EC Gains on Microsoft’s Loss

As the dust starts to settle from Microsoft’s defeat in its appeal of the European Commission’s (EC) decision in Monday’s dramatic antitrust ruling, it appears that the EC gained more than the software behemoth lost — to some at least.

Monday’s ruling by the European Court of First Instance (CFI) upheld virtually all of the EC’s 2004 decision against Microsoft for abuse of its dominant market position.

However, that doesn’t necessarily have a big downside for the company, according to one expert in international antitrust law.

“The EC decision is something they were very keen on overturning … [but] I don’t think it will have a dramatic impact on Microsoft,” Tom McQuail, partner and antitrust specialist with law firm Howrey LLP in Brussels, told InternetNews.com. “I’m sure they’ll pick themselves back up.”

Monetizing bad luck

Microsoft, McQuail suggested, had already considered the consequences beforehand so it would be ready to move forward regardless of the decision.

One of the remedies demanded by the EC has had little effect. Per the EC’s 2004 order, Microsoft offers a Windows Media Player-free edition of both Windows XP and Windows Vista. Though they have been available to PC makers and consumers in the European community in the meantime, very few people have shown any interest in them.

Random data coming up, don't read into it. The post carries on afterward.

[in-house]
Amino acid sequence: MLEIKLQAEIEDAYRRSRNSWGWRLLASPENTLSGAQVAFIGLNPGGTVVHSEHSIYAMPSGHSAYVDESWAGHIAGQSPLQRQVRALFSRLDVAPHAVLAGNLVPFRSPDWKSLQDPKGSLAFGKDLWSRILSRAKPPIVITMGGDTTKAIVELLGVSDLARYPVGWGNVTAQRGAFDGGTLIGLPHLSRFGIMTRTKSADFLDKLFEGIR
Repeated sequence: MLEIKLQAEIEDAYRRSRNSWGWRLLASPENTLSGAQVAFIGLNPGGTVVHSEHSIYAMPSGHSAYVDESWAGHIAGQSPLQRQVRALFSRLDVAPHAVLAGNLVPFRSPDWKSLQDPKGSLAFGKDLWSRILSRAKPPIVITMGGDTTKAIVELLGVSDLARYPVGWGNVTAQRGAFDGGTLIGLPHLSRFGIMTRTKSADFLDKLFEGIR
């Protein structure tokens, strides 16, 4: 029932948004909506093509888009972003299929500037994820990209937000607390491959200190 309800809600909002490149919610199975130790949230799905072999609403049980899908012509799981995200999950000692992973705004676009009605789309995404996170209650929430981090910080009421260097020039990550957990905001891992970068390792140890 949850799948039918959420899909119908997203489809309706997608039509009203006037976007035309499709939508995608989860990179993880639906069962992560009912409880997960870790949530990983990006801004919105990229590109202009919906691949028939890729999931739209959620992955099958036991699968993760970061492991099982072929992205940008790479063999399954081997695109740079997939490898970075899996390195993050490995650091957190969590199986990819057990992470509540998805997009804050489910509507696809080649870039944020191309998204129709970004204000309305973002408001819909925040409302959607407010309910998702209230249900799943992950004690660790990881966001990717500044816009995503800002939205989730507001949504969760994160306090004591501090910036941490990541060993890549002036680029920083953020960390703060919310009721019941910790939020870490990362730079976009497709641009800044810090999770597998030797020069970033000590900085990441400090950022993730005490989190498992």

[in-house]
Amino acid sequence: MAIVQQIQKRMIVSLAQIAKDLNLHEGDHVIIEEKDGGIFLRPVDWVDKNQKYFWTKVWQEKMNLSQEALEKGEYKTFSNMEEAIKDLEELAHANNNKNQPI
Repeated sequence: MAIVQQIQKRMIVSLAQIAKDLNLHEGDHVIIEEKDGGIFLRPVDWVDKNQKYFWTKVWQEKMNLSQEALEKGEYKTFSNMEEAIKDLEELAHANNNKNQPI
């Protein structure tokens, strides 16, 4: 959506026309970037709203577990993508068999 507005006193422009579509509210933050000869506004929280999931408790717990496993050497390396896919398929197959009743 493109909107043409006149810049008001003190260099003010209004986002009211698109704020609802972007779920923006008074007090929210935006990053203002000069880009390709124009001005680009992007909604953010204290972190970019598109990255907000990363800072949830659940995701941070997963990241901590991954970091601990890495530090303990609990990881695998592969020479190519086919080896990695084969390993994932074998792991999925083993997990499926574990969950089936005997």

Additionally, while the court’s ruling means that Microsoft has to make communications protocols — which it had unsuccessfully argued contained trade secrets — available to competitors, the CFI did uphold Microsoft’s right to charge for their use. That, it turns out, has been a sore point between Microsoft and the EC over how much is reasonable.

After being informed that its initial royalty rates were too high, the company set them at 1 percent of the affected products’ revenue but has solicited input from the EC as to whether those rates are fair.

“If that price is, in the commission’s view, still too high, it will be very important for us to understand what price is low enough, so that we can conform to all of our obligations,” said Microsoft general counsel Brad Smith during a press conference Monday afternoon in Brussels.

The one area where the CFI sided with Microsoft came when it ruled that the EC could not legally appoint an outside trustee to monitor the documentation-delivery process.